wsherrick wrote:I would assume that the best quality wood stoves were as well made as the coal burners, however; all the money and research went into improving coal stoves and appliances as that was the primary fuel. As a percentage, I don't have the exact numbers, but; by the 1880's coal use far outstripped wood as a fuel. Anywhere you could ship coal, people left wood burning and switched to coal. If you look at the catalogs from then, all the wood models were in the back of the catalog and all of the base burners were in the front.
As far as stacking wood up to the top of the stove, I don't think that the temperatures from wood would hurt the barrel. I think that stuffing logs into the barrel like shown in the video is a good way to bang and dent up the barrel if you weren't very careful.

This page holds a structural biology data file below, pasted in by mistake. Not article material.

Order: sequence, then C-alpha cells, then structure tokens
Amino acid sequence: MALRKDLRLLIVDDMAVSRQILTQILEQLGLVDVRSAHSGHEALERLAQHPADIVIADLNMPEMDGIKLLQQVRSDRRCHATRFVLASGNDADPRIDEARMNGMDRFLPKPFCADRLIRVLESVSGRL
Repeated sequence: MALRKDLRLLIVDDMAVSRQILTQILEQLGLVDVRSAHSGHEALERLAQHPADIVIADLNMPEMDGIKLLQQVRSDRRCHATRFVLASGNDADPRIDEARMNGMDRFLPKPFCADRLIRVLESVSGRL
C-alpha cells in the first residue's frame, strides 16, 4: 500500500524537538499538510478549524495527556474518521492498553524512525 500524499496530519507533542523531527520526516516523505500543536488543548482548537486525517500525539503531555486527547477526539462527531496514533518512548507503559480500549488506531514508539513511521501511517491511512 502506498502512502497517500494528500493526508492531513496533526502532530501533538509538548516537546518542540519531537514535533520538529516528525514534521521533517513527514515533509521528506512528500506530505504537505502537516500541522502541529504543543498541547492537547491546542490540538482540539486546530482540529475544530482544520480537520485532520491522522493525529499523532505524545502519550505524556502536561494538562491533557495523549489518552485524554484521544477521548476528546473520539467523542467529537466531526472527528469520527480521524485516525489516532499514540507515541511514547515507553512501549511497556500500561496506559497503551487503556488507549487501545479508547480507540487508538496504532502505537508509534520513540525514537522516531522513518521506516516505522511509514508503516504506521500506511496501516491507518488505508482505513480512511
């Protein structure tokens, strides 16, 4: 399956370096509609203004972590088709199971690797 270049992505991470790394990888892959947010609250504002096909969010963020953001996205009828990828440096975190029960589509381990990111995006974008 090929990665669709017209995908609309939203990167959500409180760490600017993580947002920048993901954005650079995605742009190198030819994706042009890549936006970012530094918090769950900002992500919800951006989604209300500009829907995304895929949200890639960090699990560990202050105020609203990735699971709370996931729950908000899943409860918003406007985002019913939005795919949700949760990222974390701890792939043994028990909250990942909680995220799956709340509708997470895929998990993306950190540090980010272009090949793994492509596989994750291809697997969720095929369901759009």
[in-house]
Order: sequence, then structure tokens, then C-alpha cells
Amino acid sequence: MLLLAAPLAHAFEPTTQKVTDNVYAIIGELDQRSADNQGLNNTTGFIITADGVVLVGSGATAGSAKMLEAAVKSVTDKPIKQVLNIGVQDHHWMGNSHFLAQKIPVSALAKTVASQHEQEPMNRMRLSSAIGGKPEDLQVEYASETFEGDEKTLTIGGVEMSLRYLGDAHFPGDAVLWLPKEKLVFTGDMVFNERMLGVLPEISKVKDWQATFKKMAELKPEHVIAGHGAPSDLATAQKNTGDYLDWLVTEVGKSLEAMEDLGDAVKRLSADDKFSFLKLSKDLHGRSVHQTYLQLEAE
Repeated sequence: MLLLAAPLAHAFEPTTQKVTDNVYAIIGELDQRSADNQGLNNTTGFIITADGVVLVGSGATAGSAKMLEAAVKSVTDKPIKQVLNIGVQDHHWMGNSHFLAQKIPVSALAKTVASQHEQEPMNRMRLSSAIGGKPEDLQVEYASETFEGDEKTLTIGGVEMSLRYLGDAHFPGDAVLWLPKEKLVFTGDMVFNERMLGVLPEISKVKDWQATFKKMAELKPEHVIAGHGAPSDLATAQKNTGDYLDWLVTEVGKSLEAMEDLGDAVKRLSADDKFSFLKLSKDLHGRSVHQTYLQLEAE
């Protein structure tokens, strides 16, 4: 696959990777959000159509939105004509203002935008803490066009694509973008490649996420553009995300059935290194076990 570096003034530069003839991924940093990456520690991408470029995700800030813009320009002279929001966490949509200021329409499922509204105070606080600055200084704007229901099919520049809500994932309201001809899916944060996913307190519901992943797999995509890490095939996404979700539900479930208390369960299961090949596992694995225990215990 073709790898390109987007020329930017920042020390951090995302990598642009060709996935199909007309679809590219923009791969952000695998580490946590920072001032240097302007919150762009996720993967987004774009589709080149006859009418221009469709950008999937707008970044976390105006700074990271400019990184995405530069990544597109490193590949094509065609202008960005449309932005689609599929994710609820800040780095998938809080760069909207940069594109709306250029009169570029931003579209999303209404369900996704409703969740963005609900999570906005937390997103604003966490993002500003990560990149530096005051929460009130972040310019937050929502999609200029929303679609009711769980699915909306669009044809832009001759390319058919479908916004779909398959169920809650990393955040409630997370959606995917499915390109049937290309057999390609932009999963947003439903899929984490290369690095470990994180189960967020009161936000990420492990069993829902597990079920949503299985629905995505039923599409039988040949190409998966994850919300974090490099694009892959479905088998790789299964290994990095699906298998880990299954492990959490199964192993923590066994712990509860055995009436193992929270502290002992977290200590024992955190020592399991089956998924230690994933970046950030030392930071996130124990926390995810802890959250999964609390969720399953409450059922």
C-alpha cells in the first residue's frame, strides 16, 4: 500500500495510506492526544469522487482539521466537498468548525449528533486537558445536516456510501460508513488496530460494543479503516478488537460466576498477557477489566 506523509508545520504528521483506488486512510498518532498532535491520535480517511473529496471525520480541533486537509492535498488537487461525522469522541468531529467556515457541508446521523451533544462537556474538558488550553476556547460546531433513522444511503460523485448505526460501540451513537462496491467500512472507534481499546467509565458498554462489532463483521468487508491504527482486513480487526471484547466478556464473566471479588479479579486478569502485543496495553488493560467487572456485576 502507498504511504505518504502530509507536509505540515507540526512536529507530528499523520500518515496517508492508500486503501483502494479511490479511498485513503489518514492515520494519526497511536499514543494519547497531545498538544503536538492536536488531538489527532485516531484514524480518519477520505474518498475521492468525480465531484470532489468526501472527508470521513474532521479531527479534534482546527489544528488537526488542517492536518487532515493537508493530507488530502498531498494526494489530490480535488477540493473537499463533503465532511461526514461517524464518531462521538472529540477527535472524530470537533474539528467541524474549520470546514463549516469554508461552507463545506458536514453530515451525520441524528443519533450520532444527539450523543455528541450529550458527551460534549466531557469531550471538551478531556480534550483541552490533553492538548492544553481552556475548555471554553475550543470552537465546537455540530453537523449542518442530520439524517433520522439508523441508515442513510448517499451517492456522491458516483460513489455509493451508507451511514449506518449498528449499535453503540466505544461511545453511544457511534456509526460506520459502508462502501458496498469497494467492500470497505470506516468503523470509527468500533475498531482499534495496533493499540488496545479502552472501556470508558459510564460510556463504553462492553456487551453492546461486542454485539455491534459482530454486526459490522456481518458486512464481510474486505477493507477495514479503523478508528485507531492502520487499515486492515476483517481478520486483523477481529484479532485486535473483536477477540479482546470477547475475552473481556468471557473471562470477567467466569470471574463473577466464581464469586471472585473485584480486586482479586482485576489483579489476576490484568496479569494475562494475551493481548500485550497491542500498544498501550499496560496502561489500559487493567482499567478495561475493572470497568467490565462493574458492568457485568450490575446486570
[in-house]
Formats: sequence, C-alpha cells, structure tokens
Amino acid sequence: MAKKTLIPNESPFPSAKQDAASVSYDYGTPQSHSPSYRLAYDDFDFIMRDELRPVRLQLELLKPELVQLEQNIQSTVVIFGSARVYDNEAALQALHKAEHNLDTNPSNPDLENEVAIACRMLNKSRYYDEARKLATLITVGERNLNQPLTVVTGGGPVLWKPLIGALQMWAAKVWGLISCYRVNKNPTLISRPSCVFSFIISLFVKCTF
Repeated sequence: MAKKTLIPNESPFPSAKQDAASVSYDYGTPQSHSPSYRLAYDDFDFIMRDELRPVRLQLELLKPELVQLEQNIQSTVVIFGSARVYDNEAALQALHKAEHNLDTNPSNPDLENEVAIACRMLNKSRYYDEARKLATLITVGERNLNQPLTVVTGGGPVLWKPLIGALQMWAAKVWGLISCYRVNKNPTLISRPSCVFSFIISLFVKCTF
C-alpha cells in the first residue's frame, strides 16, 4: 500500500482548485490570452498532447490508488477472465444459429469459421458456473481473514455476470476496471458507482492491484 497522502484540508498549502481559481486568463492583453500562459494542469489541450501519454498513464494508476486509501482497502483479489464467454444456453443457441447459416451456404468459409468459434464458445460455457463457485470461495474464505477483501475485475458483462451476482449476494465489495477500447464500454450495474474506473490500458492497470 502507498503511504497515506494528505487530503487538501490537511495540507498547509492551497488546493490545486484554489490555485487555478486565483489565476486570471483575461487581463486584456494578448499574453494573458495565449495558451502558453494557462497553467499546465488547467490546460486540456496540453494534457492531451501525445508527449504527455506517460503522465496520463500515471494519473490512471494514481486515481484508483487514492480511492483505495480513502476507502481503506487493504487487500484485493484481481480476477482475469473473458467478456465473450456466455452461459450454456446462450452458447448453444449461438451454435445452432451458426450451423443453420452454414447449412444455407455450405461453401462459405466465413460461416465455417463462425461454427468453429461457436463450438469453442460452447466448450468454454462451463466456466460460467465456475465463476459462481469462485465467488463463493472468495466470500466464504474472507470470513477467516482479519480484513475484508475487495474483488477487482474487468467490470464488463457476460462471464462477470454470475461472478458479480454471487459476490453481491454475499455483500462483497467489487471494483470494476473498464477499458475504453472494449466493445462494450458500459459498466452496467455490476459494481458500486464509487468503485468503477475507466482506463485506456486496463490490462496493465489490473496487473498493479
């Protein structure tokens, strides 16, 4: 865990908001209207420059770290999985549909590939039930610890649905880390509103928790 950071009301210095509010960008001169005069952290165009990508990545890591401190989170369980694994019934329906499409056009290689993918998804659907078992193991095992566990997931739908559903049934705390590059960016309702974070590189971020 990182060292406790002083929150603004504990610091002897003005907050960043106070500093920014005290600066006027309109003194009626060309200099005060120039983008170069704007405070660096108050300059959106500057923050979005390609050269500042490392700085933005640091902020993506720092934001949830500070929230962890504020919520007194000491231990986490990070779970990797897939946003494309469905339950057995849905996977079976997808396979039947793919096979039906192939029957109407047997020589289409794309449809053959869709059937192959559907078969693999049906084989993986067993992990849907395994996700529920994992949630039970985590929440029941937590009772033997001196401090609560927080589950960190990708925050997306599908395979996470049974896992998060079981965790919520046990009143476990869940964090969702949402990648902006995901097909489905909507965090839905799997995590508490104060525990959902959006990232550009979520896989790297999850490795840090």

wsherrick's right. even in the heart of the adirondacks with their tiny rural towns and more wood than anyone could know what to do with (including very good hardwood) I've pulled countless turn of the century stoves, literature, and utensils ALL for heating with coal. In north central missouri, even with bituminous coal, the story is much the same; all the older nice homes had bit coal burning fireplaces and coal stoves and furnaces while being surrounded by vast hardwood forests in a rural area.